UTn has been proposed as a potential solution to absolute uterine factor infertility (AUFI). Causes of AUFI include congenital (absence or malformation) or acquired uterine factors (e.g. hysterectomy for uncontrollable haemorrhage) rendering a woman ‘unconditionally infertile’. Current estimates are that inUSA, up to 7 million women, age 15-34 years, with AUFI may be appropriate candidates for UTn. UTn was first performed in humans in 2000 on a 26 year old who had her uterus removed as a result of post-partum haemorrhage. As a result of this first human attempt, investigators have responded with a plethora of publications demonstrating successful UTn attempts including pregnancies, in various autogeneic, syngeneic and allogeneic animal models. These pregnancies along with the second human UTn performed in August 2011 means that UTn is now a recognised feasible procedure.

Before UTn becomes an accepted procedure, it must satisfy defined criteria for any surgical innovation i.e. research background, field strength, and institutional stability. Equally important, UTn must satisfy accepted bioethical principles (respect for autonomy, beneficence, non-maleficence and justice) and their application: informed consent, appropriate assessment of risk and benefit and fair selection of individuals. Whether seen as innovative surgery or a medical study, eventually the early decisions to proceed in any venue should depend on approval by a duly constituted ethics review committee, the participating institution, the local transplant team and most importantly, the patient to whom the transplant will be offered. Furthermore, we believe that a defined number of transplants should not be exceeded worldwide without a successful term delivery to minimize proceeding in futility using current techniques. Towards this end, a registry should be maintained of all recipients and candidates.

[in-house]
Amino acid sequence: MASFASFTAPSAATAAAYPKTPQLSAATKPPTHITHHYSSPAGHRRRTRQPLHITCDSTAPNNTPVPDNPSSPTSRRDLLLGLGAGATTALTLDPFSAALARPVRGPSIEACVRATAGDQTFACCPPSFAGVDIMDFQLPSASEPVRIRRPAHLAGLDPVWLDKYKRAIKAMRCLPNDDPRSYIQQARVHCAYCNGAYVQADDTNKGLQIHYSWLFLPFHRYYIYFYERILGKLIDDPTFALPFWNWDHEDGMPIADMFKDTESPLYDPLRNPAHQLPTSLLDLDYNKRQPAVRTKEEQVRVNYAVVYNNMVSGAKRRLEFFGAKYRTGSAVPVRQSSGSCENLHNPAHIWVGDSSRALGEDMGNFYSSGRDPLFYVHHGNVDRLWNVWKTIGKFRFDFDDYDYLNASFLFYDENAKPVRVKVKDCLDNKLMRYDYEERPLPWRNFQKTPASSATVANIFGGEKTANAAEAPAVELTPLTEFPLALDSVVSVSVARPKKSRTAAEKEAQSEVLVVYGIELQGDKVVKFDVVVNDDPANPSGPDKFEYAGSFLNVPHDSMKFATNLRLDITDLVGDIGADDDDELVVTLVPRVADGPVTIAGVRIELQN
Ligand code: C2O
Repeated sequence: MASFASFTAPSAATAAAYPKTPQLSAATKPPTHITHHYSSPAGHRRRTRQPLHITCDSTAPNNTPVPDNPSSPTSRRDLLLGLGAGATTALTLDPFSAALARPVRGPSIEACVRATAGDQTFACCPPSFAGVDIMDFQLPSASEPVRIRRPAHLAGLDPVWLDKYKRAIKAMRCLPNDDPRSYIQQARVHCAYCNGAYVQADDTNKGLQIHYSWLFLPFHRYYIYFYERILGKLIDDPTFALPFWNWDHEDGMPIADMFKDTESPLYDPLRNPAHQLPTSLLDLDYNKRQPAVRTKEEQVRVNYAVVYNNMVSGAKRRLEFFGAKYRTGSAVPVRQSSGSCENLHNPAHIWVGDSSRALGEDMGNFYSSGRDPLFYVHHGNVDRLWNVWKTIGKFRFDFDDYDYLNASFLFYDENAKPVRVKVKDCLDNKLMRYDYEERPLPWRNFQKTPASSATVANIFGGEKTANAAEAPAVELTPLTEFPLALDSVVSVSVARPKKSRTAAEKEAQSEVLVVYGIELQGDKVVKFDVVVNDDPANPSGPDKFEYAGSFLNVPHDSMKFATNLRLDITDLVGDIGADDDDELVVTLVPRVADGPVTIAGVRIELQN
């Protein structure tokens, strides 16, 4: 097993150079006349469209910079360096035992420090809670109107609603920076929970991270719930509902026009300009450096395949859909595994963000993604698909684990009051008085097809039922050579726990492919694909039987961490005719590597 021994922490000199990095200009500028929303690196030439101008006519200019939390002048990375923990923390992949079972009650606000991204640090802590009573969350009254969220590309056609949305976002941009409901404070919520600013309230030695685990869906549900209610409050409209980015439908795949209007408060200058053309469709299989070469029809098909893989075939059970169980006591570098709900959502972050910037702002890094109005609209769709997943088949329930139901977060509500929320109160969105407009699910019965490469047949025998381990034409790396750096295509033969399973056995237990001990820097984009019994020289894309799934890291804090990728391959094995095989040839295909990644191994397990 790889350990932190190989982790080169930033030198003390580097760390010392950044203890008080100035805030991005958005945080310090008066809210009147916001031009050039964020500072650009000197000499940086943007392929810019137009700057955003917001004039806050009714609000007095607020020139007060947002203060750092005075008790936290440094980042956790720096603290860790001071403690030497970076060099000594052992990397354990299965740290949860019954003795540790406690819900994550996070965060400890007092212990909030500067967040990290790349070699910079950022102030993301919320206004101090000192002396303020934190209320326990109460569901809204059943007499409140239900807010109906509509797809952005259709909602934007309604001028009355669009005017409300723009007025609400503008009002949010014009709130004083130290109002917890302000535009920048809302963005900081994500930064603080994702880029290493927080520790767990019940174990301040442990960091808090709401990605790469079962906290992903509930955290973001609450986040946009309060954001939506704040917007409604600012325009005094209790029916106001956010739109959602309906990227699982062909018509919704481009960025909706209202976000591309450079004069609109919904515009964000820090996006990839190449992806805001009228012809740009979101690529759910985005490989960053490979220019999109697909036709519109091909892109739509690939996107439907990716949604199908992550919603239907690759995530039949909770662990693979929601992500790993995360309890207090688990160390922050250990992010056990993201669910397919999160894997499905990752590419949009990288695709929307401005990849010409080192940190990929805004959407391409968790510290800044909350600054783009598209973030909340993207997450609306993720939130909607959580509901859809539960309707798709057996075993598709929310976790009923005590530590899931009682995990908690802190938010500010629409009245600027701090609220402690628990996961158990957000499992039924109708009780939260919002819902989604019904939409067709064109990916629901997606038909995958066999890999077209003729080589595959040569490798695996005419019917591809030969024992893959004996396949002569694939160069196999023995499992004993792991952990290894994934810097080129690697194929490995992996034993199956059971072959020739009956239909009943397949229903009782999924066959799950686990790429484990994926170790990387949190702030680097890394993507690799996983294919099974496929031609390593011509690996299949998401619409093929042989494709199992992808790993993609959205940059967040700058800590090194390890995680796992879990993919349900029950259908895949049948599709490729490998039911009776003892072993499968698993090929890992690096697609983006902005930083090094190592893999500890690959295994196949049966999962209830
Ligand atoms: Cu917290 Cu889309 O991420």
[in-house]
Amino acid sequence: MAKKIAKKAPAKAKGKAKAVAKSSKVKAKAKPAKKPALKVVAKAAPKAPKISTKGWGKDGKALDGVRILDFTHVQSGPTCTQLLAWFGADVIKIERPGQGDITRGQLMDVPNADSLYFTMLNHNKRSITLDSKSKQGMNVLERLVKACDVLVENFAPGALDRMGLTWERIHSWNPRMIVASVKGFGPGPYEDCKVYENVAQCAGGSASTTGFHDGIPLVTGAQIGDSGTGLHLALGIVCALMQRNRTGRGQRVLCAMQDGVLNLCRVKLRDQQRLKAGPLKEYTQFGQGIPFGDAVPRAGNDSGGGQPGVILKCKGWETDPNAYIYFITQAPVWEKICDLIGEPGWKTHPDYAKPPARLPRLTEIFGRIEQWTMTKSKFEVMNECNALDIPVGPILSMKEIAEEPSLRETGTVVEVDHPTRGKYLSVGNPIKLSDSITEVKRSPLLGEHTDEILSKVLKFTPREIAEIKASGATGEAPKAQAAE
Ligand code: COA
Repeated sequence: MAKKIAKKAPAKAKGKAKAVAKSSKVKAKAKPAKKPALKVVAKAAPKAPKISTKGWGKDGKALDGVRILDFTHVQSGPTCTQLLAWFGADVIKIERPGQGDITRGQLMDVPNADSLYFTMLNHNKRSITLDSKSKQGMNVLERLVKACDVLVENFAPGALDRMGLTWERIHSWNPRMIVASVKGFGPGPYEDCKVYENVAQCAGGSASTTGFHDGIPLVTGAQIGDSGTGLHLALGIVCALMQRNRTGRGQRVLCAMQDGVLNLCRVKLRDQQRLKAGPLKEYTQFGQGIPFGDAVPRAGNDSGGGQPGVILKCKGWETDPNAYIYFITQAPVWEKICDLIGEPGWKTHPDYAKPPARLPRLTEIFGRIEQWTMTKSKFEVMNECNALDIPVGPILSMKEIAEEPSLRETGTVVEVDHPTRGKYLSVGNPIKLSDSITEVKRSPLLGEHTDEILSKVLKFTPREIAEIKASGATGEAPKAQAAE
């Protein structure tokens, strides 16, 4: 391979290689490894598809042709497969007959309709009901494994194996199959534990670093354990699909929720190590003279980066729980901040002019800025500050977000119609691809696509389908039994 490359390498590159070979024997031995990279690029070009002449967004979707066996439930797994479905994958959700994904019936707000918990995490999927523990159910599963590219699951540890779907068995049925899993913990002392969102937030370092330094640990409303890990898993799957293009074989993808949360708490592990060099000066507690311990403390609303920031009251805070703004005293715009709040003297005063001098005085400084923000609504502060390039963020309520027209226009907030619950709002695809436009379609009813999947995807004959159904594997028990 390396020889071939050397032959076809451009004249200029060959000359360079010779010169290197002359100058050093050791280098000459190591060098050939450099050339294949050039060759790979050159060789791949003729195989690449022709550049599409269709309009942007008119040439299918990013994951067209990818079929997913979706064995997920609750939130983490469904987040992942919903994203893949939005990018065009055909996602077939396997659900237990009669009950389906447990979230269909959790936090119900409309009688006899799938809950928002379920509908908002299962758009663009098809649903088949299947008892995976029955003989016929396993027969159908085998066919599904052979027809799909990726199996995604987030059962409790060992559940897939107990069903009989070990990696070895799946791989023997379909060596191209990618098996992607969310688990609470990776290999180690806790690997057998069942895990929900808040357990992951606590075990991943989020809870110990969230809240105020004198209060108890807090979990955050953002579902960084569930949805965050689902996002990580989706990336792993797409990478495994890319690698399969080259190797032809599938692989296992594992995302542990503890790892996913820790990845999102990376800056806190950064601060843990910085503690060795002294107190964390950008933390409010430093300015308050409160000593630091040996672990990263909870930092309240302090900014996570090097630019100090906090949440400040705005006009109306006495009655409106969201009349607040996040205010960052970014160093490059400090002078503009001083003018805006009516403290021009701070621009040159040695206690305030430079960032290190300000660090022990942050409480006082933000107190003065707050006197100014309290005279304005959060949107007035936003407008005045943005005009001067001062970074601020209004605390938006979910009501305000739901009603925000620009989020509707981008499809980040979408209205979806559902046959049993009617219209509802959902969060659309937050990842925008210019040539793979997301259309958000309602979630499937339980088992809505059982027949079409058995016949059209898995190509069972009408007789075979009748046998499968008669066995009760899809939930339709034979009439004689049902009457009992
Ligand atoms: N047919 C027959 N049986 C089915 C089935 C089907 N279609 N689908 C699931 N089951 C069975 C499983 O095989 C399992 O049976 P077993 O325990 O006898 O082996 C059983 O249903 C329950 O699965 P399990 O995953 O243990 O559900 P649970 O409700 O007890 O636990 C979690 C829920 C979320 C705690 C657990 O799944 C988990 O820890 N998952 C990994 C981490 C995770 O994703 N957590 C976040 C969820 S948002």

Even if UTn were to become relatively common, we believe that the following research areas should be continuously pursued: 1) Additional pregnancies in a variety of large animal/primate models (to search for unanticipated consequences); 2) Continuous assessment of women diagnosed with AUFI regarding UTn; 3) Continuous assessment using “borrowed” psychological tools from transplant centers, adoption agencies and ART centers of potential recipients; and 4) Continuous careful ethical reflection, assessment and approval. Our group will continue to meet annually to address these areas and other special challenges that will arise. These challenges will require extensive resources from mature institutions experienced in innovations.